Regarding Irish domiciled ETFs, while you are US resident 'for tax purposes' you should avoid these (in unsheltered accounts) like the plague. Conversely, if/when you move to another country you may then have to consider avoiding US domiciled ETFs like the plague instead. The controlling factor is the status of treaties between your country of residence and the US. Note especially that estate tax treaties are usually governed by your own domicile rather than your residence. Domicile includes residence as one factor, but is broader (and somewhat subjective).

Finally, as far a future law changes are concerned... nobody knows. Over the couple of decades I've been observing it, US tax law for NRAs has done nothing but deteriorate. So one thing to expect might be that it will worsen, because that's the permanent trajectory. How, where, and when it will deteriorate, though, is pretty much impossible to predict. All you can do is try to stay as flexible as possible and keep a very close watch for anything that will blow your plans completely out of the water.

Eneus
Posts: 3
Joined: Fri Apr 14, 2017 8:21 pm

Re: Non-resident alien retirement taxation

Postby Eneus » Wed Apr 19, 2017 3:12 pm

Dear TedSwippet,
Thank you very much for your response. When I was reading the tax treaty, I wasn't sure if 403b would be classified as pension/annuity. Thanks for the clarification. To the best of my knowledge Ukrainian taxes are progressive in the range 15-20%, so that's much better than flat 30%. I'll read more regarding tax-deferred status.
To avoid estate tax, I was considering to withdraw all of the money at age 60 and then reinvest in the country of residence.

TedSwippet
Posts: 1198
Joined: Mon Jun 04, 2007 4:19 pm

Re: Non-resident alien retirement taxation

Postby TedSwippet » Thu Apr 20, 2017 5:15 am

Your 403b plan should count as a pension or annuity for tax treaty purposes. One possible complication with a 403b is that it might be some form of 'government' pension -- paid from "public funds" or similar -- in which treaty Article 18 applies instead. Here the payments are taxable to the US, but normal graduated US rates should apply, so again nowhere near as bad as the non-treaty 30% flat rate. Perhaps also taxable to Ukraine, but credit should be available for an US tax paid so no double-tax.

I don't know anything about such pension plans and treaties, though, so beware that I'm on uncertain ground here. My position is a 401k holder and NRA, and a 401k is definitely not a government pension.

If you were to withdraw everything at age 60 and reinvest, you might face a much higher tax bill than if you withdraw gradually, since the bulk could fall into high tax brackets. While some exceptions exist, as a general rule this probably isn't something to consider as a 'normal' strategy.

Finally, one other thought on something you mentioned in your original post. While Vanguard won't open new accounts for NRAs it is, at least so far and in my experience, okay with you keeping them open if you start out as a 'US person' and later become an NRA.

Depending on the country you move to you might find yourself restricted in some of the things you can do in the account. Canadians, for example, report being unable to do anything except sell holdings, no new investments or even rebalancing allowed. I haven't encountered this in the UK, though. The one Vanguard restriction I have encountered so far is inability to add a brokerage option to my existing 401k and IRA; not really a major issue.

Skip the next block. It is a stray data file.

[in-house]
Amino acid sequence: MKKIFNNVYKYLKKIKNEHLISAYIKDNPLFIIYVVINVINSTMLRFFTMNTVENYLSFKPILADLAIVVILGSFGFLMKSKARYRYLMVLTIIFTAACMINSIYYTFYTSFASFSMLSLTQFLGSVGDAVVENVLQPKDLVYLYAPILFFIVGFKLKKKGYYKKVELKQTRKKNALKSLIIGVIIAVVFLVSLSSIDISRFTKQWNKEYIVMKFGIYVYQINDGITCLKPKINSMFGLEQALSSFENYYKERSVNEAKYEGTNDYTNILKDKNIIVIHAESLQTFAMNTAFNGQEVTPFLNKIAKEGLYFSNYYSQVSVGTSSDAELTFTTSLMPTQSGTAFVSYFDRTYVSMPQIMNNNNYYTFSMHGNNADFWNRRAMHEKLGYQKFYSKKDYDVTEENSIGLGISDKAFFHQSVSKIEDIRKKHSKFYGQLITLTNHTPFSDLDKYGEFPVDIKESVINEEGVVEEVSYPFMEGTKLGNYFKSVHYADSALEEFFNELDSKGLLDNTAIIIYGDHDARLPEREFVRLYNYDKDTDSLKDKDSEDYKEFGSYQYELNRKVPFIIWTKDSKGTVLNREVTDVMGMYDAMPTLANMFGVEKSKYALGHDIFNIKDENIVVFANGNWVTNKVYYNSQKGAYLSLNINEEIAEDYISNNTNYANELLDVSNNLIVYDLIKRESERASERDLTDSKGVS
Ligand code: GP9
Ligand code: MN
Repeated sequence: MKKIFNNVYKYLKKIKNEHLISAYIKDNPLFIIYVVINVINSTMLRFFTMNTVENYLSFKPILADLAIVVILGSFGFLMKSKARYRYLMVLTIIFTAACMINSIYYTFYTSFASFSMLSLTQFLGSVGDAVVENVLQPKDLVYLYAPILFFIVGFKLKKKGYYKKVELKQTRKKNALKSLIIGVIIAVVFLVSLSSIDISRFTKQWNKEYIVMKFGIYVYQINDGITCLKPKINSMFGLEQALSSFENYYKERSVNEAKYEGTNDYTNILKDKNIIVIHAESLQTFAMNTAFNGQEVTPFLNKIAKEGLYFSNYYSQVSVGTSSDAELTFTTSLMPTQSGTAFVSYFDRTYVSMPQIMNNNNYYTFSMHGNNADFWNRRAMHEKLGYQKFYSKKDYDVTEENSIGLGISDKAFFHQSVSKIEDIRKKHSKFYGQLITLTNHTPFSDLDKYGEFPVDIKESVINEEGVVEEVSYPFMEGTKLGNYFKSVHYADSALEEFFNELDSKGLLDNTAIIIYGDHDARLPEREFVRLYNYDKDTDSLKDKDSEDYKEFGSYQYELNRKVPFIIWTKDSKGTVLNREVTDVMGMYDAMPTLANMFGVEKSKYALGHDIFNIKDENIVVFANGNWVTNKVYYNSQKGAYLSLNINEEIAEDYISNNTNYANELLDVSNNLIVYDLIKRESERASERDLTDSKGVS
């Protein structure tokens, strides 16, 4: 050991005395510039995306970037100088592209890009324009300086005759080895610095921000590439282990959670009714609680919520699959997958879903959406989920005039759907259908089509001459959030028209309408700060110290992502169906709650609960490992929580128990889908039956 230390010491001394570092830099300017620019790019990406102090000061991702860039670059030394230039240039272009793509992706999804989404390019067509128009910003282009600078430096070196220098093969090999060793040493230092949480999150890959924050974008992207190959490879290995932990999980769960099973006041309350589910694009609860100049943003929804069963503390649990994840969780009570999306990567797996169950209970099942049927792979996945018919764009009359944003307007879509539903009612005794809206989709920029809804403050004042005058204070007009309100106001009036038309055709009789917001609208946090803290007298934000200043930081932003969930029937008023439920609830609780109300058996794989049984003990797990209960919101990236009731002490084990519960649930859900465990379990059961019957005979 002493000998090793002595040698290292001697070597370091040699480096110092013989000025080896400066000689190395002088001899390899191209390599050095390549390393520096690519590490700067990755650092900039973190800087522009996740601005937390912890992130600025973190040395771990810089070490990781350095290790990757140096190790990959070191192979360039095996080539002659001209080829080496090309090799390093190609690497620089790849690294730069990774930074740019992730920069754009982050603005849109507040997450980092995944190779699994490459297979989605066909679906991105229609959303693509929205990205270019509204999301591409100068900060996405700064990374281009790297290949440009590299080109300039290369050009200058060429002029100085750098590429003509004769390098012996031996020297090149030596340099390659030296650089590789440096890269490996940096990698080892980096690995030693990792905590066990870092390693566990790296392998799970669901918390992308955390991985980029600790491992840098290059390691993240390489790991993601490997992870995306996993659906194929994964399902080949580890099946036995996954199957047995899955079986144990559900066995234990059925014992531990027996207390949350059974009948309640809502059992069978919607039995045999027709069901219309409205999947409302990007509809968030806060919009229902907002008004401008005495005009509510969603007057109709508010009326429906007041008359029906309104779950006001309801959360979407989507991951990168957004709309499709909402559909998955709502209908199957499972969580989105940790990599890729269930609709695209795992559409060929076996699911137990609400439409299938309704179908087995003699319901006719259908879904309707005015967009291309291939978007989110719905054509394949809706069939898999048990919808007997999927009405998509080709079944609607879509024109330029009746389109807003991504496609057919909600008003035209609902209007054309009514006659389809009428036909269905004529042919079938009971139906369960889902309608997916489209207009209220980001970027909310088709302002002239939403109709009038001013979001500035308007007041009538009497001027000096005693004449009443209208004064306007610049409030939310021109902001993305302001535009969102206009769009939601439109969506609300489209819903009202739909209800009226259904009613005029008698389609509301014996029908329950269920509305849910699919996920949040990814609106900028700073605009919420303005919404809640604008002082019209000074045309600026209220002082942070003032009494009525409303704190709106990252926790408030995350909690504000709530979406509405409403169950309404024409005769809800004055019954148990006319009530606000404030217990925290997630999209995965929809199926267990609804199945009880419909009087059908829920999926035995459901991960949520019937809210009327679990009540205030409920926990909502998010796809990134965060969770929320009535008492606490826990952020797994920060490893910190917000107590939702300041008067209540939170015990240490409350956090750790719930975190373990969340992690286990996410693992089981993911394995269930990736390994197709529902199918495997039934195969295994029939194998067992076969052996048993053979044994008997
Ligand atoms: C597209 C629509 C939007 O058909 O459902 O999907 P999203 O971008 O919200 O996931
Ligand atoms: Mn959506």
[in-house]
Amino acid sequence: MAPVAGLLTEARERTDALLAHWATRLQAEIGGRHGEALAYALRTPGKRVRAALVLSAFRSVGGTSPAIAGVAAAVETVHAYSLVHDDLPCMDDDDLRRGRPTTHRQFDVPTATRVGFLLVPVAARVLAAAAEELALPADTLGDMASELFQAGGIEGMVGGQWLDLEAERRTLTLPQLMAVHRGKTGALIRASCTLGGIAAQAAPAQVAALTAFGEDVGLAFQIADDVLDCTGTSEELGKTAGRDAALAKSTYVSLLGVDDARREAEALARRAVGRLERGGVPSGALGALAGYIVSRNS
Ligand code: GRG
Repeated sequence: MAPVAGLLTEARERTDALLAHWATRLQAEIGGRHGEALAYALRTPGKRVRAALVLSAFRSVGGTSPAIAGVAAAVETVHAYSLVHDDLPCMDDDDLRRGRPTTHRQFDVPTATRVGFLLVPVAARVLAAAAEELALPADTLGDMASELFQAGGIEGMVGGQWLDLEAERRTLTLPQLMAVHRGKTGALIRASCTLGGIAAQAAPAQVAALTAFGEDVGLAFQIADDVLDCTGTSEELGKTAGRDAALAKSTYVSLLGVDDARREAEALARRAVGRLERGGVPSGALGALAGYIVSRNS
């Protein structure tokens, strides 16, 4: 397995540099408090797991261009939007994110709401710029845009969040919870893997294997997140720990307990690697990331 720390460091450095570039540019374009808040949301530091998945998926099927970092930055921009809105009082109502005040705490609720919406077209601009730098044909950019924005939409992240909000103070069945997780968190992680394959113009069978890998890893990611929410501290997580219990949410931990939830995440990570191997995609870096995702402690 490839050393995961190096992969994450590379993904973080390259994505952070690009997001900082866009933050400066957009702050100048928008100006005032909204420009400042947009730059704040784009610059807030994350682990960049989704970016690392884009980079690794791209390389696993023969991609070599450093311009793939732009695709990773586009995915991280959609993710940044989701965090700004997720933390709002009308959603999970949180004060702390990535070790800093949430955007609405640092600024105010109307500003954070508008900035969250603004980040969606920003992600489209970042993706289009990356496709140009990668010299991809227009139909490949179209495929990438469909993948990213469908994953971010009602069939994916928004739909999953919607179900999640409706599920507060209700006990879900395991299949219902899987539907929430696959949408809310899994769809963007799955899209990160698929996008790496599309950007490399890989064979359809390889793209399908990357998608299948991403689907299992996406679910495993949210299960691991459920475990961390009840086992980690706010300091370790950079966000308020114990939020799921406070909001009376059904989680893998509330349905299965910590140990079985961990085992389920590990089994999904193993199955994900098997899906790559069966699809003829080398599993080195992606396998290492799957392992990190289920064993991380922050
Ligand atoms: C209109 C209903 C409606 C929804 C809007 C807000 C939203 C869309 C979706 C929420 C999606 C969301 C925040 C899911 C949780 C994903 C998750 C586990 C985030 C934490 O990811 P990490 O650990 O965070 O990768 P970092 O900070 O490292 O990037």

Eneus
Posts: 3
Joined: Fri Apr 14, 2017 8:21 pm

Re: Non-resident alien retirement taxation

Postby Eneus » Thu Apr 20, 2017 12:59 pm

TedSwippet wrote:Your 403b plan should count as a pension or annuity for tax treaty purposes. One possible complication with a 403b is that it might be some form of 'government' pension -- paid from "public funds" or similar -- in which treaty Article 18 applies instead. Here the payments are taxable to the US, but normal graduated US rates should apply, so again nowhere near as bad as the non-treaty 30% flat rate. Perhaps also taxable to Ukraine, but credit should be available for an US tax paid so no double-tax.

I don't know anything about such pension plans and treaties, though, so beware that I'm on uncertain ground here. My position is a 401k holder and NRA, and a 401k is definitely not a government pension.

I work for a private university, so, I think, Article 18 should not apply. And I know for sure, that there is a credit for foreign payed taxes in Ukraine.

TedSwippet wrote:If you were to withdraw everything at age 60 and reinvest, you might face a much higher tax bill than if you withdraw gradually, since the bulk could fall into high tax brackets. While some exceptions exist, as a general rule this probably isn't something to consider as a 'normal' strategy.

I think, I'll need to schedule an appointment with IRS to be on the same page with them about it. Are there limitations on maximum withdrawing pensions/annuities? I have read only about RMD's.

TedSwippet wrote:Finally, one other thought on something you mentioned in your original post. While Vanguard won't open new accounts for NRAs it is, at least so far and in my experience, okay with you keeping them open if you start out as a 'US person' and later become an NRA.

Depending on the country you move to you might find yourself restricted in some of the things you can do in the account. Canadians, for example, report being unable to do anything except sell holdings, no new investments or even rebalancing allowed. I haven't encountered this in the UK, though. The one Vanguard restriction I have encountered so far is inability to add a brokerage option to my existing 401k and IRA; not really a major issue.

I didn't know about the restrictions. Maybe I'll need to stick to retirement funds, so that rebalancing and AA changes would be automatical and inside 1 fund.
Thank you.